Not only will you stabilize their purchases, but, through stabilization of their purchases, you will keep other industries from going downward, and immediately you spread work by that very device. [Footnote 17]"
We conclude that the word "due" in § 303(a) (1), when construed in light of the purposes of the Act, means the time when payments are first administratively allowed as a result of a hearing of which both parties have notice and are permitted to present their respective positions; any other construction would fail to meet the objective of early substitute compensation during unemployment. Paying compensation to an unemployed worker promptly after an initial determination of eligibility accomplishes the congressional purposes of avoiding resort to welfare and stabilizing consumer demands; delaying compensation until months have elapsed defeats these purposes. It seems clear, therefore, that the California procedure, which suspends payments for a median period of seven weeks pending appeal, after an initial determination of eligibility has been made, is not "reasonably calculated to insure full payment of unemployment compensation when due." [Footnote 18]
We are not persuaded by appellants' suggestion that the initial determination is clouded with sufficient uncertainty as to warrant withholding benefits until the appeal is decided to protect the interests of the State or of employers. The California procedure for initial determinations is effective in insuring that benefits are limited to legally eligible claimants. From 95-98% of ineligible
claimants are screened out at this stage. The primary inquiry at the preliminary interview is to examine the claimant's basic eligibility under the California statute. It is an occasion when the claims of both the employer and the employee can be heard, however. The regulations contemplate that the interviewer shall make inquiries of the employer informally. This may not always flush out objections based on discharge for cause, as this case illustrates. Nonetheless, if the employer has notice of the time and place of the preliminary interview, as was the case here, it is his responsibility to present sufficient data to make clear his objections to the claim for benefits and put the interviewer in a position to broaden the inquiry, if necessary. Any procedure or regulation that fails to give notice to the employer would, of course, be violative of the statutory scheme as we construe it.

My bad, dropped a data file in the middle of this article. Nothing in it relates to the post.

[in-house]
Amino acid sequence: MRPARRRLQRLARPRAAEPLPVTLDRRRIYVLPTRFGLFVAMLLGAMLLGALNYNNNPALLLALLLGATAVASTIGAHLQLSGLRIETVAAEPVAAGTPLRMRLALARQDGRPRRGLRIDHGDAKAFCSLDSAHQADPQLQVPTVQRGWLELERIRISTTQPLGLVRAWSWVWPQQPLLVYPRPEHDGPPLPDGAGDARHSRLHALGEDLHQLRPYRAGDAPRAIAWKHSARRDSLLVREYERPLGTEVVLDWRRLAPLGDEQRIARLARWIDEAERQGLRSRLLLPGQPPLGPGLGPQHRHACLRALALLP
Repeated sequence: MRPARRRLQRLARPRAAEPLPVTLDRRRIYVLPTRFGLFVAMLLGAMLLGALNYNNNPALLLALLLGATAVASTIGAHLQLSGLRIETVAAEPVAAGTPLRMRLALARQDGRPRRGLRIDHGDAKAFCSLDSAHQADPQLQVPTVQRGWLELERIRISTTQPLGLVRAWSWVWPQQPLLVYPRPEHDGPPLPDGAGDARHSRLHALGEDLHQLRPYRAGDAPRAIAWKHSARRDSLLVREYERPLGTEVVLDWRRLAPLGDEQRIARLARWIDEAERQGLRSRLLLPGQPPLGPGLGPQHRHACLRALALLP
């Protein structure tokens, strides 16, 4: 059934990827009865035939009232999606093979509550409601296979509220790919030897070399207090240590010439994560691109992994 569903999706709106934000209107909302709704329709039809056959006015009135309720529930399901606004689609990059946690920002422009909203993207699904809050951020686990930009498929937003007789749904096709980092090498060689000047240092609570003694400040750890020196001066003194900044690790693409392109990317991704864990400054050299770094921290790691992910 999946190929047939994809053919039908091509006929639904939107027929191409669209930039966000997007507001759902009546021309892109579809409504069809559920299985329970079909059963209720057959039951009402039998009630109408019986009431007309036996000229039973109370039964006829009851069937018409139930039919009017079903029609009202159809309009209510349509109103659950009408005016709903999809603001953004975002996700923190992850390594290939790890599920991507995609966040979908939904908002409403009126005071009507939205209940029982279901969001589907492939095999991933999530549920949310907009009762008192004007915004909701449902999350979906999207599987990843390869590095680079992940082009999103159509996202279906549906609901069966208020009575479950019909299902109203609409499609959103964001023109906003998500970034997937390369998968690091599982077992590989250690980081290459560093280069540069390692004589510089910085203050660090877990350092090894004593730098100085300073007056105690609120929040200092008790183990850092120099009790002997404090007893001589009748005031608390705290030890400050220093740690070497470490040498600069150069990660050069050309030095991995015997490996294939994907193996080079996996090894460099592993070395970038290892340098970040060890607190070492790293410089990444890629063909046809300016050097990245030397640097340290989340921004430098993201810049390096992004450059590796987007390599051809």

Although the eligibility interview is informal, and does not contemplate taking evidence in the traditional judicial sense, it has adversary characteristics, and the minimum obligation of an employer is to inform the interviewer and the claimant of any disqualifying factors. So informed, the interviewer can direct the initial inquiry to identifying a frivolous or dilatory contention by either party.
It would frustrate one of the Act's basic purposes -- providing a "substitute" for wages -- to permit an employer to ignore the initial interview or fail to assert and document a claimed defense, and then effectuate cessation of payments by asserting a defense to the claim by way of appeal. If the employer fails to present any evidence, he has, in effect, defaulted, and neither he nor the State can with justification complain if, on a prima facie showing, benefits are allowed. If the employer's defenses are not accepted and the claim is allowed, that also constitutes a determination that the benefits are "due."